More bad news for beer lovers
the main retailers of alcohol
There are now more supermarkets in Britain than pubs -- a stark fact that underlines the problems affecting the struggling pub trade. Research by IGD, which monitors the grocery business, reports that there are now 55,854 supermarkets. The number of pubs is 54,818, down from 61,000 a decade ago. The number is expected to fall to 52,000 by the end of the decade.
The embattled pub trade, hit by the smoking ban and an 18% increase in beer duty last year, has expressed dismay that the government has rejected a call from the Chief Medical Officer for Health in England and Wales to impose a minimum price of 50pence for a unit of alcohol. Sir Liam Donaldson made the sugegstion in order to tackle the binge drinking, which is caused in the main by young people buying cheap alcohol from supermarkets.
Bob Russell MP, a member of the House of Commons Home Affairs Committee, commented: "It is extraordinary that some supermarkets can sell alcohol for less than bottled water. The government needs to decide whether they think pubs are an important part of a sustainable community."
Peace at Marston's
I'm delighted to say that peace has broken out between Stephen Oliver, managing director of Marston's brewing division, and me (see previous blog). On my return from a week-long trip to Australia, I found a letter from Stephen in which he regretted his "intemperate descriptions of some CAMRA members". For my part, I am happy to withdraw the suggestion that he is a prat.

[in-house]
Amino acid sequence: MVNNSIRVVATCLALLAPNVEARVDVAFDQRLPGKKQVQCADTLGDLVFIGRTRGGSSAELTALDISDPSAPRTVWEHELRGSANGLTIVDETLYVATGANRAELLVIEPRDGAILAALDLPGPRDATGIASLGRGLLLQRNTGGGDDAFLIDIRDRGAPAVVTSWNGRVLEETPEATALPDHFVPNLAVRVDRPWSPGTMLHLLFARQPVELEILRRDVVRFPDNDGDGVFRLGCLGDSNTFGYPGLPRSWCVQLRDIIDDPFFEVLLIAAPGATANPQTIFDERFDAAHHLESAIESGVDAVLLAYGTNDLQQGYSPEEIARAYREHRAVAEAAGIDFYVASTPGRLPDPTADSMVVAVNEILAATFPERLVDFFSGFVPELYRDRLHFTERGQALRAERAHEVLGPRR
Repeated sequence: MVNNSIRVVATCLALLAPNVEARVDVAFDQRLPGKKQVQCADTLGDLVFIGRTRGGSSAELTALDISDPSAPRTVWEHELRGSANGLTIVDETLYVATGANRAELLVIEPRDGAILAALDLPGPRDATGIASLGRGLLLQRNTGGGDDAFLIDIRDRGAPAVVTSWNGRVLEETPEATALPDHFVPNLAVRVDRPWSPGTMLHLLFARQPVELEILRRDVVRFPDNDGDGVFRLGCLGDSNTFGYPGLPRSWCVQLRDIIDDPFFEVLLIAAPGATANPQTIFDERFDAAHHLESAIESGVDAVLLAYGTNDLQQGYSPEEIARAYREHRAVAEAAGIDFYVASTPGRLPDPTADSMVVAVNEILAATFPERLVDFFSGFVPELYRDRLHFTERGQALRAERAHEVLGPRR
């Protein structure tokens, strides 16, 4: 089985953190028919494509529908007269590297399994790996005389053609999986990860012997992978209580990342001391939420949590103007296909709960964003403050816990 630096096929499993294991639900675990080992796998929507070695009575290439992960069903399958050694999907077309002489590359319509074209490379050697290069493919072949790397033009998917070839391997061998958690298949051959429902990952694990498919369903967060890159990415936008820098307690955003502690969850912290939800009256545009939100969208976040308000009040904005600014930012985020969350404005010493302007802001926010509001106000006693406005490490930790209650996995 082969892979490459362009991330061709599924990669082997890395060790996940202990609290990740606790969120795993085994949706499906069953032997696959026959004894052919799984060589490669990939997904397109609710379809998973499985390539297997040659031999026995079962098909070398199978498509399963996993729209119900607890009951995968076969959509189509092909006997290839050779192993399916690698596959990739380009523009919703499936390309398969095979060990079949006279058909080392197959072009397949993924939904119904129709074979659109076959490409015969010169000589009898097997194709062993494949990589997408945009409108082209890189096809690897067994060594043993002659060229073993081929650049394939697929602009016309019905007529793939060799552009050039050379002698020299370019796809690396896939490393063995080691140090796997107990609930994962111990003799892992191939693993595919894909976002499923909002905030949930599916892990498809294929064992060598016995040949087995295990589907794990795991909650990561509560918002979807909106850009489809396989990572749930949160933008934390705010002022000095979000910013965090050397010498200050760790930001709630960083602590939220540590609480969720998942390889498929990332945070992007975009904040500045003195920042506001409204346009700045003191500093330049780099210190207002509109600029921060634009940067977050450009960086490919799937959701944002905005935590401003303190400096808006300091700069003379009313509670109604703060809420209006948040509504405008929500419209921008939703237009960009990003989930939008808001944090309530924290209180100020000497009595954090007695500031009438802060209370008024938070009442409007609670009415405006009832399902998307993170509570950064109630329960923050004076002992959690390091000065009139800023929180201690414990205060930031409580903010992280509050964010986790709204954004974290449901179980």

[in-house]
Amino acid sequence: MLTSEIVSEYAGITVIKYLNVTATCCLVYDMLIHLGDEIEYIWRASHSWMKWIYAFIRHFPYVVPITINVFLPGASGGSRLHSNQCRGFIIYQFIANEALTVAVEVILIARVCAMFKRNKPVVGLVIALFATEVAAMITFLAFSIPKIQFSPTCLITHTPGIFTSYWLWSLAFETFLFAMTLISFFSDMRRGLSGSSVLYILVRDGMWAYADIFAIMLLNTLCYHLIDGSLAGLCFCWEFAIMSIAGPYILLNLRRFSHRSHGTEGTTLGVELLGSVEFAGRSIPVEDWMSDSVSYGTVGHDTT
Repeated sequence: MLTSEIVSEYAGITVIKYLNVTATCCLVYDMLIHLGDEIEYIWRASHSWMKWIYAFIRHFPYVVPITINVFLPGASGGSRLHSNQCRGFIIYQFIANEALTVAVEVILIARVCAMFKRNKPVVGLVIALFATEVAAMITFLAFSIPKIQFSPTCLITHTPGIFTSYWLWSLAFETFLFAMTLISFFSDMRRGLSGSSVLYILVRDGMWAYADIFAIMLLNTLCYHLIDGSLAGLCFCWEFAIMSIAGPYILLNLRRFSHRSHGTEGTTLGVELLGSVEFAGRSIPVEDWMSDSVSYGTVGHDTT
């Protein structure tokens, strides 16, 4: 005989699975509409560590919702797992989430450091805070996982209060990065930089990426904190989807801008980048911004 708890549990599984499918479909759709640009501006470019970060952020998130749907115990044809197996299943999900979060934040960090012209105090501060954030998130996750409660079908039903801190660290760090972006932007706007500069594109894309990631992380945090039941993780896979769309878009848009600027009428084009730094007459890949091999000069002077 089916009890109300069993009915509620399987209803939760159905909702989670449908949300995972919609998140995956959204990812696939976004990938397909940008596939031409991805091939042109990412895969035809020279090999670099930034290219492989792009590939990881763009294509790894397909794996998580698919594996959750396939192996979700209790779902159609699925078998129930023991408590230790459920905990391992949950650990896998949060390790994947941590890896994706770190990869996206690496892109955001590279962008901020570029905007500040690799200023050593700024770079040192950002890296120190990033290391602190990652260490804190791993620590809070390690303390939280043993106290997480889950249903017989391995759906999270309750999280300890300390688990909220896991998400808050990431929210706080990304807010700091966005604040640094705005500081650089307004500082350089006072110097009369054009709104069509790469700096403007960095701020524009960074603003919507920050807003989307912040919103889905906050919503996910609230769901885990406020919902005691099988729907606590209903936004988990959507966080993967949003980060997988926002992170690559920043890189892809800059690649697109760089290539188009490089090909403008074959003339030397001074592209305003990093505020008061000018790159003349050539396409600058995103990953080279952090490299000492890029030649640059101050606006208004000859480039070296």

Tesco should sort out the history of beer. It's own-label IPA, brewed by Williams Brothers in Scotland, says on the back label that IPA dates from the 17th century. I don't think there were too many members of the Raj around in India at the time, demanding a pale, refreshing beer.
If Tesco are right then the whole history of British brewing has to be revived. Porters and stouts would date from the 16th century and no doubt King John signed Magna Carter with a flagon of BrewDog Speedball.